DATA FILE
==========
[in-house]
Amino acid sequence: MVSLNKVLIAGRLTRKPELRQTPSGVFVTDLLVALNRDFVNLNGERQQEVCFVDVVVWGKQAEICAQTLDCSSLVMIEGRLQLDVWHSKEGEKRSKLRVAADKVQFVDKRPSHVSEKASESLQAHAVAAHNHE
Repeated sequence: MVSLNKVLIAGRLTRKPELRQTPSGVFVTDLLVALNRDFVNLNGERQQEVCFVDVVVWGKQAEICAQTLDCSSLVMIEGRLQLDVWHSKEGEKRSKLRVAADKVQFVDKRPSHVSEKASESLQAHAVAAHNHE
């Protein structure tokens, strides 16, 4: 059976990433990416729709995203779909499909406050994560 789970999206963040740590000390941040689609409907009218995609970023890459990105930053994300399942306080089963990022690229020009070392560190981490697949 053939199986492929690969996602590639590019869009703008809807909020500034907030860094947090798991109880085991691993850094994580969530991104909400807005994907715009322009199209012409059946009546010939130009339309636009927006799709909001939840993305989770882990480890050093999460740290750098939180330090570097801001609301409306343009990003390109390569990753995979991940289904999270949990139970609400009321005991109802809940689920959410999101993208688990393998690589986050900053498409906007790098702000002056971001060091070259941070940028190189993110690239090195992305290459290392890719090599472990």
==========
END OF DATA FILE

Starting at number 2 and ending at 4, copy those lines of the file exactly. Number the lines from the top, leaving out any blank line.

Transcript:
Amino acid sequence: MVSLNKVLIAGRLTRKPELRQTPSGVFVTDLLVALNRDFVNLNGERQQEVCFVDVVVWGKQAEICAQTLDCSSLVMIEGRLQLDVWHSKEGEKRSKLRVAADKVQFVDKRPSHVSEKASESLQAHAVAAHNHE
Repeated sequence: MVSLNKVLIAGRLTRKPELRQTPSGVFVTDLLVALNRDFVNLNGERQQEVCFVDVVVWGKQAEICAQTLDCSSLVMIEGRLQLDVWHSKEGEKRSKLRVAADKVQFVDKRPSHVSEKASESLQAHAVAAHNHE
């Protein structure tokens, strides 16, 4: 059976990433990416729709995203779909499909406050994560 789970999206963040740590000390941040689609409907009218995609970023890459990105930053994300399942306080089963990022690229020009070392560190981490697949 053939199986492929690969996602590639590019869009703008809807909020500034907030860094947090798991109880085991691993850094994580969530991104909400807005994907715009322009199209012409059946009546010939130009339309636009927006799709909001939840993305989770882990480890050093999460740290750098939180330090570097801001609301409306343009990003390109390569990753995979991940289904999270949990139970609400009321005991109802809940689920959410999101993208688990393998690589986050900053498409906007790098702000002056971001060091070259941070940028190189993110690239090195992305290459290392890719090599472990």